Riders Need To Be Heard

The fate of the downtown Providence bus hub, which has long anchored Kennedy Plaza, has sparked considerable controversy. Rhode Islanders who ride the bus have been angry and distressed that the hub might be moved to a worse location. But now there’s a chance things may be moving in a better direction. RIDOT, which has driven efforts to push the hub further away, now says they will present three bus hub options for feedback in a series of planned public hearings. Gov. Daniel J. McKee, for his part, has stressed the importance of public input in the process.

RI Transit Riders (RITR), long an advocate of improving transit for Rhode Islanders and involving transit users in the decision-making process, is pleased that after more than a year and half since RIDOT unveiled its Providence Multi-Hub Bus Project, there will finally be public hearings. The question is how best to use the transit funds approved by Rhode Island voters in 2014.

RIDOT proposes three options: 

 Option 1, the Multi-Hub, is the RIDOT plan widely rejected by transit advocates and riders that would inconveniently divide the main bus hub at Kennedy Plaza into three hubs. RITR is dismayed that this option is still being discussed and questions why RIDOT hasn’t dropped it. 

 We appreciate, then, that the state is once again considering an option of keeping and improving the Kennedy Plaza bus hub (Option 2). This economical approach is currently our preferred option, though we suggest using some of the money saved by this option to enhance the terminal building and improve lighting, signs, landscaping, and street signals. 

 Kennedy Plaza is the ideal bus hub location because it’s near downtown destinations where passengers want to go (City Hall, URI, hotels, the Post Office, banks, the mall, etc.) In fact, in 2018 the City of Providence completed an extensive public hearing process that yielded a widely accepted plan that is still a good model to follow. It improved safety and vehicle circulation around the Plaza, kept the buses in KP and created extra public space near the skating rink–all for only about $3.2 million. This means that, unlike all RIDOT’s other options that would exhaust and overrun the funds provided in RI’s 2014 transit bond, money from that 2014 bond would still be available for its stated purpose of funding other transit system improvements around the State.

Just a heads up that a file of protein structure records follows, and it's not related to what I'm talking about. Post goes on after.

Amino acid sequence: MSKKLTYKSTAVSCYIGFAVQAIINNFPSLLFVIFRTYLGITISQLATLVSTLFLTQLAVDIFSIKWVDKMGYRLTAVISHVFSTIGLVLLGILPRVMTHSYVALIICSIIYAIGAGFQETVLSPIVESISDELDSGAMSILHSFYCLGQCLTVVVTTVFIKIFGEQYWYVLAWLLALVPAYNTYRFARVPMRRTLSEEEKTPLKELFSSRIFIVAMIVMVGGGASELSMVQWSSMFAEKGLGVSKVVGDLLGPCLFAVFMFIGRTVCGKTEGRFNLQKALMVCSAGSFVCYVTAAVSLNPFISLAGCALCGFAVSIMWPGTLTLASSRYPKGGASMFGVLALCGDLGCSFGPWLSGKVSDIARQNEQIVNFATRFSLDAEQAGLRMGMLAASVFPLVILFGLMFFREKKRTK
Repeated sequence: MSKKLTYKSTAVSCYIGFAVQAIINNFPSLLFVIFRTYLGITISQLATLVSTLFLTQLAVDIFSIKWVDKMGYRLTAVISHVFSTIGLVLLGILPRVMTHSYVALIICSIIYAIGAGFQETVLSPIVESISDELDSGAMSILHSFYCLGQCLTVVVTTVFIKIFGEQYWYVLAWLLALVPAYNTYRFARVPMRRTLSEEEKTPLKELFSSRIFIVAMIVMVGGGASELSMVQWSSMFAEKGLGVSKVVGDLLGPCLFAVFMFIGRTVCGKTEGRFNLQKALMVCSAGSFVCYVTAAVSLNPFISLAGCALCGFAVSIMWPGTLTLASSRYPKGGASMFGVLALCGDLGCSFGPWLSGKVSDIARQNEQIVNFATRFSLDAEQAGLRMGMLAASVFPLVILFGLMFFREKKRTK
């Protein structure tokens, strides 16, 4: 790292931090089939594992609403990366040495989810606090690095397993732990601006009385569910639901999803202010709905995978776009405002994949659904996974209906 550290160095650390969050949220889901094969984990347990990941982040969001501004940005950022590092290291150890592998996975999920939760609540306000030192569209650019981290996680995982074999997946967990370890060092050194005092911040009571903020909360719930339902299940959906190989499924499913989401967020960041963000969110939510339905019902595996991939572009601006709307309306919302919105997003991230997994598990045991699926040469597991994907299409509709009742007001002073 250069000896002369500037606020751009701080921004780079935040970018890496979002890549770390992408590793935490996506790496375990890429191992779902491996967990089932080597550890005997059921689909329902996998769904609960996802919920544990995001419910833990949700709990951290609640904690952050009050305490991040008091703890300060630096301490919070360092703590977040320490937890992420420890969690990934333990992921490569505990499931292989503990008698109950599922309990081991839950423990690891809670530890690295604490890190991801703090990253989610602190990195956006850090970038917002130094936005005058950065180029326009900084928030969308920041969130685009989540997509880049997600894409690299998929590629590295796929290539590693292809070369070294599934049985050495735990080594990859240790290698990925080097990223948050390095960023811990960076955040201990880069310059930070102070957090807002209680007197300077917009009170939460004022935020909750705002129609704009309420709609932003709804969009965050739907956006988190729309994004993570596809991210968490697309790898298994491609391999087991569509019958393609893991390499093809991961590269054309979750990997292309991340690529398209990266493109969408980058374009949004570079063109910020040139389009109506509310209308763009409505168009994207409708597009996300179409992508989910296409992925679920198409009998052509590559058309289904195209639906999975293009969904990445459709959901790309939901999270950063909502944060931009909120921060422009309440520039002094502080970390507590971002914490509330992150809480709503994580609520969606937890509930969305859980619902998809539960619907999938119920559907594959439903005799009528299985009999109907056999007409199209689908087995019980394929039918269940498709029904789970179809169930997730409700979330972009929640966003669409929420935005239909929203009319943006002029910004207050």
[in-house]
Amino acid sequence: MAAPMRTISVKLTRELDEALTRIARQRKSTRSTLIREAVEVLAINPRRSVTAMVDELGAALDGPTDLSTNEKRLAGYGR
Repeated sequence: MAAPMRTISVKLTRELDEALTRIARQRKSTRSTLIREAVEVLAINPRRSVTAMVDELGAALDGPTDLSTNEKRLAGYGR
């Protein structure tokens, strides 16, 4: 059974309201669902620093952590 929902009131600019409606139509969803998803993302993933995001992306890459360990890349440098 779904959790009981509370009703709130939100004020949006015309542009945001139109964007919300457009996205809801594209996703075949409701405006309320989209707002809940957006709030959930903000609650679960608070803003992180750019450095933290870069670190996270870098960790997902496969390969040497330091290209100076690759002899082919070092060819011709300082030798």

As far as we know, the only people who did not like this plan were wealthy downtown real estate owners determined to evict as many transit riders as possible from Kennedy Plaza in a misguided attempt to rid the public space of people experiencing poverty, homelessness, and substance use disorders. We want to be clear: simply moving transit operations, at huge taxpayer expense, will not solve these deeply challenging social problems. Only investment in affordable housing, mental health, harm reduction, and other wrap-around supportive programs will.

RIDOT is adding one more option–on Dorrance Street (Option 3), described as a single hub in a five-story building with ground-floor retail, an indoor parking garage, and a top floor of moderately priced apartments. Its proponents tout it as a complement to the adjacent I-195 Redevelopment District –– but it comes with a $77 million price tag. 

 Many vital questions about the project funding, features, management, timeline, and public engagement process remain for Option 3 –– and with them, our uncertainty. We hope to get some answers at the upcoming public hearings. 

 RI Transit Riders wants this process to be collaborative so that it genuinely improves transit and environmental sustainability, and addresses equity in transportation in keeping with the state-approved Transit Master Plan. Let us make sure that our collective decision regarding the central bus hub in Providence contributes to these goals.

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